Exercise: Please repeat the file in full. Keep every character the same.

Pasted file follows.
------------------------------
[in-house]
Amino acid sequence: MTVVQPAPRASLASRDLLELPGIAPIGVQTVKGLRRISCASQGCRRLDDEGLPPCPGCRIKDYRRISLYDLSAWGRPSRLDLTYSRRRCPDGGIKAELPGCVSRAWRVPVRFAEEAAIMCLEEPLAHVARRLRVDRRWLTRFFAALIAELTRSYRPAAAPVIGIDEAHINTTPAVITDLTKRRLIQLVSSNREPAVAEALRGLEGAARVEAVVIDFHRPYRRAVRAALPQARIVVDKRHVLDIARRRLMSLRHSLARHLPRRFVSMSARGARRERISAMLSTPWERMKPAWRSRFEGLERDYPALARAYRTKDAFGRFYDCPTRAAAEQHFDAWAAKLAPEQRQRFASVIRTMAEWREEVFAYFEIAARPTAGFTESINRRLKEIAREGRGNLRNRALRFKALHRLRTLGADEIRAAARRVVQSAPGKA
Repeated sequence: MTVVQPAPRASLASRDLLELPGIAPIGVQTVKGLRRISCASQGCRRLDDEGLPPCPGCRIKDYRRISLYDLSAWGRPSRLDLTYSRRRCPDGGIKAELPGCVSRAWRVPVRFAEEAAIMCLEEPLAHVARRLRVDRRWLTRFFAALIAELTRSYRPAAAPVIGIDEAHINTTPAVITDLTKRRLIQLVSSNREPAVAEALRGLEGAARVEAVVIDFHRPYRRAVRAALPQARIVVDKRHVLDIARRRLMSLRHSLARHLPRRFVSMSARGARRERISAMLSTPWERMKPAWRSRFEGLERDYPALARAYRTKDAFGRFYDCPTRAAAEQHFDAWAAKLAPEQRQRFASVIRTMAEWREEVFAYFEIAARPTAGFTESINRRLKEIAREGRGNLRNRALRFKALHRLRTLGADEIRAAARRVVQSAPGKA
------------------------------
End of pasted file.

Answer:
[in-house]
Amino acid sequence: MTVVQPAPRASLASRDLLELPGIAPIGVQTVKGLRRISCASQGCRRLDDEGLPPCPGCRIKDYRRISLYDLSAWGRPSRLDLTYSRRRCPDGGIKAELPGCVSRAWRVPVRFAEEAAIMCLEEPLAHVARRLRVDRRWLTRFFAALIAELTRSYRPAAAPVIGIDEAHINTTPAVITDLTKRRLIQLVSSNREPAVAEALRGLEGAARVEAVVIDFHRPYRRAVRAALPQARIVVDKRHVLDIARRRLMSLRHSLARHLPRRFVSMSARGARRERISAMLSTPWERMKPAWRSRFEGLERDYPALARAYRTKDAFGRFYDCPTRAAAEQHFDAWAAKLAPEQRQRFASVIRTMAEWREEVFAYFEIAARPTAGFTESINRRLKEIAREGRGNLRNRALRFKALHRLRTLGADEIRAAARRVVQSAPGKA
Repeated sequence: MTVVQPAPRASLASRDLLELPGIAPIGVQTVKGLRRISCASQGCRRLDDEGLPPCPGCRIKDYRRISLYDLSAWGRPSRLDLTYSRRRCPDGGIKAELPGCVSRAWRVPVRFAEEAAIMCLEEPLAHVARRLRVDRRWLTRFFAALIAELTRSYRPAAAPVIGIDEAHINTTPAVITDLTKRRLIQLVSSNREPAVAEALRGLEGAARVEAVVIDFHRPYRRAVRAALPQARIVVDKRHVLDIARRRLMSLRHSLARHLPRRFVSMSARGARRERISAMLSTPWERMKPAWRSRFEGLERDYPALARAYRTKDAFGRFYDCPTRAAAEQHFDAWAAKLAPEQRQRFASVIRTMAEWREEVFAYFEIAARPTAGFTESINRRLKEIAREGRGNLRNRALRFKALHRLRTLGADEIRAAARRVVQSAPGKA